What puts the Te Araroa on the top of the dream list for hikers is the variety. New Zealand is famous for its diverse landscapes, and the Te Araroa links close to 2,000 miles of coastal sand, alpine ridges, and jungle bushwhacks traversing national parks and farmland and winding past volcanoes. After bagging the Triple Crown of long trails in the U.S., the Te Araroa would be the obvious target for that next big thru-hike.
Distance: 1,864 miles
Why You Should Go: Maori for “the long pathway,” the Te Araroa, which is split into 160 tracks and typically takes five months to finish, cuts through the heart of New Zealand from Cape Reinga at the North Island’s tip to Bluff on the South Island’s edge. Amble along bays flanking the South Island’s Queen Charlotte Track, explore river valleys bursting with Maori culture in the North Island’s Whanganui National Park, tramp over slopes of the active Tongariro volcano, or meander through the otherworldly Takitimu Forest.
When to Go: October through April
What to Take With You: Te Araroa is known, in part, for it’s natural springs. For the true outdoorsman (or woman) this is an opportunity to lighten your load – by carrying less water – and to fully experience the environment by bringing along a water filtration device. These devices are relatively small when compared to humping around with gallons of water in camelbacks and canteens and are easy to use anywhere. The Sawyer Mini Water Filtration System is our recommendation based on ease of use and price point.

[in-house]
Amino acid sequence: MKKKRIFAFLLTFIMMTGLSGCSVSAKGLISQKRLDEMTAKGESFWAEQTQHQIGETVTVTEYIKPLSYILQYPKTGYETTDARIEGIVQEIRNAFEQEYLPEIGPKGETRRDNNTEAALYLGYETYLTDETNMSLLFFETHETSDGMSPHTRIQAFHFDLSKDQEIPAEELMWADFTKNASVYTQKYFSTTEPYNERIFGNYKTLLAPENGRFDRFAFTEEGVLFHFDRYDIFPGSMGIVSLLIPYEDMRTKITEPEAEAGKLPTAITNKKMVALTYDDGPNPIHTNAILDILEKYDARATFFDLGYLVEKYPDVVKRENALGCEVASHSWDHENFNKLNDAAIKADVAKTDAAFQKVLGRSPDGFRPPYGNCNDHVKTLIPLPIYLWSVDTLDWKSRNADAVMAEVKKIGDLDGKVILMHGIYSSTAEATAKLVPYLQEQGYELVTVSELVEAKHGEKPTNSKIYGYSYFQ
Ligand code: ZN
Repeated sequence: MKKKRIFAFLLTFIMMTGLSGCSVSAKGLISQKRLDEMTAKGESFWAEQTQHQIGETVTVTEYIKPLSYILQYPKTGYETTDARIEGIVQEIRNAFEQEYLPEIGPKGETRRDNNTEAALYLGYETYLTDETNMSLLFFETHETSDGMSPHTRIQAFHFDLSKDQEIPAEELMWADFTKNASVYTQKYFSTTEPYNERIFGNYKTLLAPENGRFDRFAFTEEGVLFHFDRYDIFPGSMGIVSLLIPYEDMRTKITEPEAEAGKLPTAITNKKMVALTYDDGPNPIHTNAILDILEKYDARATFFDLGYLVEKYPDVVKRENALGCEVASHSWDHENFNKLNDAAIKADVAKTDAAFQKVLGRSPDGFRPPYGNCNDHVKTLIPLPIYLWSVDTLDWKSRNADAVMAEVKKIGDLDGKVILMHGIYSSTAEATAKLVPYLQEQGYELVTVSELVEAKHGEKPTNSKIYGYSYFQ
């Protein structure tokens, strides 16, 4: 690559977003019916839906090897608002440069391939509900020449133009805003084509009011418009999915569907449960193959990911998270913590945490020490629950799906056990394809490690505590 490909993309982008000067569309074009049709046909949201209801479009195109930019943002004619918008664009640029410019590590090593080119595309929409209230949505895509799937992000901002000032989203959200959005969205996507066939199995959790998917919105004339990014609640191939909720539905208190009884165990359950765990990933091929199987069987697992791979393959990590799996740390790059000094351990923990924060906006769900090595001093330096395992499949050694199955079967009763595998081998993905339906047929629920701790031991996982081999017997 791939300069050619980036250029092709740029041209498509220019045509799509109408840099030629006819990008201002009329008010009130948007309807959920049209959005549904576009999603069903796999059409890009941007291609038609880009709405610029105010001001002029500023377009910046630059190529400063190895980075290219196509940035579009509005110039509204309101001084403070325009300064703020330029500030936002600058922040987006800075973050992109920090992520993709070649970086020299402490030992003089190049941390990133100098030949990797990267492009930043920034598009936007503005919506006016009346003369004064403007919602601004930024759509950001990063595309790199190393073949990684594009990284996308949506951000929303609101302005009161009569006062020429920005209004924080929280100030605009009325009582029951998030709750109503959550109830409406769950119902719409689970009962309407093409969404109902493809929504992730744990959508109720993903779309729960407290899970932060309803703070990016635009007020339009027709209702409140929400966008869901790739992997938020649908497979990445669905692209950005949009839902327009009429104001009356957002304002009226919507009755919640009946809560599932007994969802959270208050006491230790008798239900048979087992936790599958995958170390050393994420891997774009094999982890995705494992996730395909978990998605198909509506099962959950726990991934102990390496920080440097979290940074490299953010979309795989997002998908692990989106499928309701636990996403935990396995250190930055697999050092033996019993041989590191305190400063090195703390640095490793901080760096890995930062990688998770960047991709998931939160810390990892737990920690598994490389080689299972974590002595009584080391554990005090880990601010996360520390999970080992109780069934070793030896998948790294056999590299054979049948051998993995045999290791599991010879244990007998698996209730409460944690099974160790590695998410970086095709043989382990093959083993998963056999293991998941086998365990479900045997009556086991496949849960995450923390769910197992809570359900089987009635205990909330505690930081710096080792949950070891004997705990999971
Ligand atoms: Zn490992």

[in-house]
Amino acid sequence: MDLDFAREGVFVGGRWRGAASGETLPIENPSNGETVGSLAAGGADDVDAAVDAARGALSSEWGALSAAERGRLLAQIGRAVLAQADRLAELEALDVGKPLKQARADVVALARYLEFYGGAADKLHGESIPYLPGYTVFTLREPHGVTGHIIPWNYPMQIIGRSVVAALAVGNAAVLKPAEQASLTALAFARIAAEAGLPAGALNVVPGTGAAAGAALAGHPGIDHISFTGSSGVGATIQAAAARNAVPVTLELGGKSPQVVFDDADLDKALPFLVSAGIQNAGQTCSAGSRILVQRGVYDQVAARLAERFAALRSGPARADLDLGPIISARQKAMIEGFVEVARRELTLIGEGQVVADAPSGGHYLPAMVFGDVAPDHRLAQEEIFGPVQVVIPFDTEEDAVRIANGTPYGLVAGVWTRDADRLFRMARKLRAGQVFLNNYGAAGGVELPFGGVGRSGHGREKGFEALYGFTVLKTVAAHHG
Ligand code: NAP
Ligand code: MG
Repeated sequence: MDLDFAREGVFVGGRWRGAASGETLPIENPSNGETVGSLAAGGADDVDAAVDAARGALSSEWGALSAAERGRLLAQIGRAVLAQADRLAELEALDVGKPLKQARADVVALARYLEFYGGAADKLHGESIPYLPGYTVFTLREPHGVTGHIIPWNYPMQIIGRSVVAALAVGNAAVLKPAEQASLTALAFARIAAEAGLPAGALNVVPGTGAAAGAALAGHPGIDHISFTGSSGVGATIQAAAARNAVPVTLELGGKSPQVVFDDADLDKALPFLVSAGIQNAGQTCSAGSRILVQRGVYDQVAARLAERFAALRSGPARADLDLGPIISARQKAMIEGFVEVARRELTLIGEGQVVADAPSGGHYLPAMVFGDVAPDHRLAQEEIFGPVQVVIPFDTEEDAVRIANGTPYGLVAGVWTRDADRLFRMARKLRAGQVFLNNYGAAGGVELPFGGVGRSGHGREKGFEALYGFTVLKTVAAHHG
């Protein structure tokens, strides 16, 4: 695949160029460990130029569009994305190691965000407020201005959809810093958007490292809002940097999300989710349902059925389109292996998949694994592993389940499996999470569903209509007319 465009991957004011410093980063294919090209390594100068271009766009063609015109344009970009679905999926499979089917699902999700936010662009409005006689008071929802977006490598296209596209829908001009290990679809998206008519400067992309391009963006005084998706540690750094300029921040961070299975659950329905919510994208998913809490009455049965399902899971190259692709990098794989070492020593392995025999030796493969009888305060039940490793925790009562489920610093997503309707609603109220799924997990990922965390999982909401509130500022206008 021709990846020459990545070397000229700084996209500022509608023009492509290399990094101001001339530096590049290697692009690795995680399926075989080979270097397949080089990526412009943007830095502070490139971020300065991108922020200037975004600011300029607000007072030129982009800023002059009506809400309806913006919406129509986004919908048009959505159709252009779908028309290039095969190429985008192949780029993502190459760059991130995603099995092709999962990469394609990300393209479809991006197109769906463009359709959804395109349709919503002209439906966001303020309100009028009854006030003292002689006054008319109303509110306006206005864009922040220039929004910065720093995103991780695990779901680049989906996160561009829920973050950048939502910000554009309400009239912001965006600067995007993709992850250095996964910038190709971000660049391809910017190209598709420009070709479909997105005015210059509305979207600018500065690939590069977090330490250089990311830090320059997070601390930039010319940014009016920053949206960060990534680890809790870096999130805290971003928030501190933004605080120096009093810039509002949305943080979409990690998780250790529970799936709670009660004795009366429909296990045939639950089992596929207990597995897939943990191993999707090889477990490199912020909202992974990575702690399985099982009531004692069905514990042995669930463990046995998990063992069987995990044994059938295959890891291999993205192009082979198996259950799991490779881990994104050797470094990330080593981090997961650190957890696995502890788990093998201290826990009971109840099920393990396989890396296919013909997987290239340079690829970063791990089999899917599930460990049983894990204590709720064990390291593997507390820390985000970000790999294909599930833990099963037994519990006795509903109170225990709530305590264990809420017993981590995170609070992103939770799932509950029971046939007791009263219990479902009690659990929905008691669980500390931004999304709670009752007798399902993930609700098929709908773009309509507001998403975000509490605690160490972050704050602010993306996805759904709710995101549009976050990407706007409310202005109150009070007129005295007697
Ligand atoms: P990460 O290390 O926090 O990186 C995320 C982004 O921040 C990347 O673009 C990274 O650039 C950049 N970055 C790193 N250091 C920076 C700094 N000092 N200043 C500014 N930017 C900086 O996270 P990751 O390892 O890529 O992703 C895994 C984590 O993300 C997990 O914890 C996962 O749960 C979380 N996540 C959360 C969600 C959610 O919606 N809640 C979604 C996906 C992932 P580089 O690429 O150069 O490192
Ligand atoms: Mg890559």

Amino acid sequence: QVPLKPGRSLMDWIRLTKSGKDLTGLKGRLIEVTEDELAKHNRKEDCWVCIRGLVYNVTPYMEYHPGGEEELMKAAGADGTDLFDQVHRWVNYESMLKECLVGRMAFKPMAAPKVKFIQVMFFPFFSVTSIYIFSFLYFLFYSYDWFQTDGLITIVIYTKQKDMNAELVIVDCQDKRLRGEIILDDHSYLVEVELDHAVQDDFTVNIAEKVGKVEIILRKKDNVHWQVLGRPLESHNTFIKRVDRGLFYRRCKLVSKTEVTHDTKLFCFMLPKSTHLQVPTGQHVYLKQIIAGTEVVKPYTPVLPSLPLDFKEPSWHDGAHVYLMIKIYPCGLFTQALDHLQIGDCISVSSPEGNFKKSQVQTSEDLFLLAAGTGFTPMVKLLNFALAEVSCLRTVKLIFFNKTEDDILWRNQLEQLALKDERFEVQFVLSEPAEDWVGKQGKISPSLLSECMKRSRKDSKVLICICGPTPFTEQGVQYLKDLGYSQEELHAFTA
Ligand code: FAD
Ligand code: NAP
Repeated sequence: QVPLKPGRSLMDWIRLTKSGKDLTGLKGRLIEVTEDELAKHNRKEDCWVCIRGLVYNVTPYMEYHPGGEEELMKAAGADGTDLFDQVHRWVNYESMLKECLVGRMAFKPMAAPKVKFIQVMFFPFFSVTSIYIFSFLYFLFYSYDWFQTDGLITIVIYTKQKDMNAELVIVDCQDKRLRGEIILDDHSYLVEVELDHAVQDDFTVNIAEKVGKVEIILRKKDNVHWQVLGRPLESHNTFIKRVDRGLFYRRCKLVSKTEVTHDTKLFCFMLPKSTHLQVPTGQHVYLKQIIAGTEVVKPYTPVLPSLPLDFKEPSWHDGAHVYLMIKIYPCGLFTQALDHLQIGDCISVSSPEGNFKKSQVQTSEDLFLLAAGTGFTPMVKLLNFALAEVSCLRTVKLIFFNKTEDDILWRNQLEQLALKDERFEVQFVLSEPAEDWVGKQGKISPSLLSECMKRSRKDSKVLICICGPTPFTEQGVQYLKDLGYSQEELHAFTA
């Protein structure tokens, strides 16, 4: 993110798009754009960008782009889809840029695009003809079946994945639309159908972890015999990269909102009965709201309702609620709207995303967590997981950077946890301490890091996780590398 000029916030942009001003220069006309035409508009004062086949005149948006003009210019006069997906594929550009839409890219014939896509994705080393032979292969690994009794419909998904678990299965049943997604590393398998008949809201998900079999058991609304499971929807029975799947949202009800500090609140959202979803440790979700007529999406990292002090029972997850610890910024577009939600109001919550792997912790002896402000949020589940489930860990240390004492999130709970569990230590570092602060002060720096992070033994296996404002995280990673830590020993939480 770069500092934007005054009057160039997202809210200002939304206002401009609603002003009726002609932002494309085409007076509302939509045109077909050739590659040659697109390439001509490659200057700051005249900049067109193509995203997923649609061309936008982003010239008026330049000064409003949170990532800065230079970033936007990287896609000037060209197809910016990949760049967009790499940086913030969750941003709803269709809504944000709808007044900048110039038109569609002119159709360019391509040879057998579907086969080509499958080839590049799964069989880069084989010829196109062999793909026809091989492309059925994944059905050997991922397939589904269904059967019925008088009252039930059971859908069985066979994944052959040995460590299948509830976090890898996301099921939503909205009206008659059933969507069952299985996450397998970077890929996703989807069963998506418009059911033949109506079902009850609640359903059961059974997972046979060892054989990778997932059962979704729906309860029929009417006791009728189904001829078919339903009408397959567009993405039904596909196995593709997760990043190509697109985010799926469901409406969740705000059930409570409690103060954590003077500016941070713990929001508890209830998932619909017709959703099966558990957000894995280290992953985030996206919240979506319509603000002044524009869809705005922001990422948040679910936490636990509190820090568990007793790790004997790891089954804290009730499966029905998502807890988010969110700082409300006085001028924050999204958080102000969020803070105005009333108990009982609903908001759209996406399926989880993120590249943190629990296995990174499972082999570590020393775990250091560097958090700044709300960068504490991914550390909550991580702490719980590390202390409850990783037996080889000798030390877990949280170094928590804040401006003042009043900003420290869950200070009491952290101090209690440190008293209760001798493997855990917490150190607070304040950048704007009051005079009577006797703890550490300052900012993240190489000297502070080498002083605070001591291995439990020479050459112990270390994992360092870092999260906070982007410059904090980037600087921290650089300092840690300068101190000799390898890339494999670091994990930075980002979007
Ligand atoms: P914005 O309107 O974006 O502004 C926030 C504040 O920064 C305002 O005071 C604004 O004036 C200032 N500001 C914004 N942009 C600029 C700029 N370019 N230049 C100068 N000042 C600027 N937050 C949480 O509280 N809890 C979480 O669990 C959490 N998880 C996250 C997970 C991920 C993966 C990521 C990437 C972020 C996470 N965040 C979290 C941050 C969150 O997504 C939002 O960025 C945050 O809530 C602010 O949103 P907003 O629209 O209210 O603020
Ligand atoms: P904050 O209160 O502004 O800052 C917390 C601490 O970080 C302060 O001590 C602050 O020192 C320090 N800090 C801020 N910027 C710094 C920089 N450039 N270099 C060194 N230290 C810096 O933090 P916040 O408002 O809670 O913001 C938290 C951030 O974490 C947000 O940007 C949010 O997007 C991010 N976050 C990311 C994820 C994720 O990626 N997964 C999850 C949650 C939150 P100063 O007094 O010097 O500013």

2. MONT BLANC IN THE ALPS
Overview: Circling Mont Blanc—the rooftop of Western Europe—is one of the most special hiking experiences in the world as you travel through three different countries and over several mountain passes with some of Europe’s most dramatic glaciers on display. You can soak it in and take your time over seven to 10 days or fast pack in three days. No matter how you choose to do it, it is an adventure of a lifetime!
Length: Around 100 miles
Why You Should Go to Mont Blanc: Discover the Alps and circumnavigate the Mont Blanc massif—composed of Mont Blanc (15,781 feet) and a flank of impressive peaks and glaciers—by following a beloved long-distance trail that changes constantly. At times it meanders through meadows teeming with blossoms; at others it teeters on spine-tingling sections of exposed rock.